October 12th 2013

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Articles from this issue:

ENVIRONMENT: IPCC report ignites new row over global warming

MARRIAGE: Same-sex marriage: is it harmless?

TASMANIA: Labor premier and Greens to legalise medicalised killing

CANBERRA OBSERVED: Tony Abbott's first major test: stopping the boats

EDITORIAL: The Abbott government gets down to work...

OPINION: Why Australia should acquire US-built nuclear submarines

FOREIGN AFFAIRS: Challenges loom after Angela Merckel's election win

POPULATION: China may be too late to avert demographic disaster

POLITICAL IDEAS: Replacing agribusinesses with family farms

LIFE ISSUES: Culture of death and our missing moral compass

HISTORY: How King Alfred's reputation fell victim to political correctness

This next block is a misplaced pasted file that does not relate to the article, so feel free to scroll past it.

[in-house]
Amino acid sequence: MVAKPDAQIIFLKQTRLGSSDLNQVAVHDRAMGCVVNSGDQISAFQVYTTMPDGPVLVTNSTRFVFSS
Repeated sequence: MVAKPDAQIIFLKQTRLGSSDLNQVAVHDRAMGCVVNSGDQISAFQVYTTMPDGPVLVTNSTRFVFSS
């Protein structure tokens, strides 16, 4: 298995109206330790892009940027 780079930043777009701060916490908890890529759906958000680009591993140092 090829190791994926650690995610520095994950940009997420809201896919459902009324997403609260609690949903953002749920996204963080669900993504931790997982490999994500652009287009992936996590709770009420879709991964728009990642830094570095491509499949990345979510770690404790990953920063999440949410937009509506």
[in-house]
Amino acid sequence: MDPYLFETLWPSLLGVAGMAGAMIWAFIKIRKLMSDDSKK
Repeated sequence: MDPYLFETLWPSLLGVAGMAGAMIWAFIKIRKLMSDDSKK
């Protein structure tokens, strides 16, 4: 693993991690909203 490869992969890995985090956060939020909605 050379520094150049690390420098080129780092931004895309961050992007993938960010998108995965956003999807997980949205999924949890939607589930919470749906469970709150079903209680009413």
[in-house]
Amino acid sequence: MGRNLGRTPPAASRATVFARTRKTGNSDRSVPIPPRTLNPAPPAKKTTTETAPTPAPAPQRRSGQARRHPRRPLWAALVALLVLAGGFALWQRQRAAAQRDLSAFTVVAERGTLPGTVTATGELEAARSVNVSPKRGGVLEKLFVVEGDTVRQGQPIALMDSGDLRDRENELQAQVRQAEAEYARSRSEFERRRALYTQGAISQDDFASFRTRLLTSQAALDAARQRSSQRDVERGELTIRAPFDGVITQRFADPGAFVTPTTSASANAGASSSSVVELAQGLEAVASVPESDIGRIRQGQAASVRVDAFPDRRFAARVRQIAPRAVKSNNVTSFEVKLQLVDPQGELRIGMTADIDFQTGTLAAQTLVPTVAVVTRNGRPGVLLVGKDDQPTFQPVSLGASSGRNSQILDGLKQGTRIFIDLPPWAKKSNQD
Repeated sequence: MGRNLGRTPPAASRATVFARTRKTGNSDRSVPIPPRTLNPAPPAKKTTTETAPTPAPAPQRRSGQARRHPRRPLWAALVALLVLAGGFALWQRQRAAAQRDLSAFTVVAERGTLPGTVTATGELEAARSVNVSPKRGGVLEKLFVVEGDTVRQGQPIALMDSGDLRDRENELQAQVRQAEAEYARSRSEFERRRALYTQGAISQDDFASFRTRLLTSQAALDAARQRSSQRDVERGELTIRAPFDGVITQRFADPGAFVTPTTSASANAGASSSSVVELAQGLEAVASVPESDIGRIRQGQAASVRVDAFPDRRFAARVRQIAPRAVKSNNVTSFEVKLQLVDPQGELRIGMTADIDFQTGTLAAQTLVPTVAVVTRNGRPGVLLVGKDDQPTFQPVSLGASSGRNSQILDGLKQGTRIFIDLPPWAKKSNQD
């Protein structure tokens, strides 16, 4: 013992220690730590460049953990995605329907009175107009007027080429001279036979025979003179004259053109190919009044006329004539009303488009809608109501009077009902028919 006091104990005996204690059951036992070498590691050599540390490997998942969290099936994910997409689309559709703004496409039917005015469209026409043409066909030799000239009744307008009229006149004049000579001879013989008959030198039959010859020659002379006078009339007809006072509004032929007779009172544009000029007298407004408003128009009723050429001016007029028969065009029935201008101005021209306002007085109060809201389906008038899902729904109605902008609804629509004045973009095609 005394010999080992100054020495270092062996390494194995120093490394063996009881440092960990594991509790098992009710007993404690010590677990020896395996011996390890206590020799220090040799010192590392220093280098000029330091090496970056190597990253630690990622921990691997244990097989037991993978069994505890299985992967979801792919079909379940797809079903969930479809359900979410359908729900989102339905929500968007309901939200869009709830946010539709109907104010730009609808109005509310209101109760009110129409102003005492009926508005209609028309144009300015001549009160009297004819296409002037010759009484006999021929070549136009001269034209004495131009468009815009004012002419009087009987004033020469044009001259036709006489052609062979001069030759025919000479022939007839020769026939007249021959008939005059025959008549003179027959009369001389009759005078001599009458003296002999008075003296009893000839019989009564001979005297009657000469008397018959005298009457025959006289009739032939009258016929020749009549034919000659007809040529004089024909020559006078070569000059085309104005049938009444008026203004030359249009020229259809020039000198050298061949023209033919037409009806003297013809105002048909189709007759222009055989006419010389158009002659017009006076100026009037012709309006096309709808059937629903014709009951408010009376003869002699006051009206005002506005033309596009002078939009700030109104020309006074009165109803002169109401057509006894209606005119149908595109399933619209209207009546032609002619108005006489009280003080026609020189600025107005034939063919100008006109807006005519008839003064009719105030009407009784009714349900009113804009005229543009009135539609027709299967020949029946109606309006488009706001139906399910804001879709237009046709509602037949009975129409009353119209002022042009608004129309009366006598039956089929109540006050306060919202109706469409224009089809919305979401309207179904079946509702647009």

OPINION: David Marr and the white whale

CULTURE: How television can stupefy or stimulate our minds

BOOK REVIEW A rogues' gallery

BOOK REVIEW Intellectual rivals

Books promotion page

Replacing agribusinesses with family farms

by Allan C. Carlson

News Weekly, October 12, 2013

“It is true that I believe in fairy tales — in the sense that I marvel so much at what does exist that I am readier to admit what might.” So commented G.K. Chesterton in his 1926 book, The Outline of Sanity.

He then described a fairy tale of his own creation: restoration in 20th-century England of a peasant class, composed of independent families working on their own plots of land and supported by a vibrant rural culture.

If already deemed a fairy tale in the England of 90 years ago, such enthusiasm for Agrarianism might appear as an almost pathological foolishness in early 21st-century America. All the same, the English anthropologist Hugh Brody captured the essence of the Agrarian Dream but a few years ago.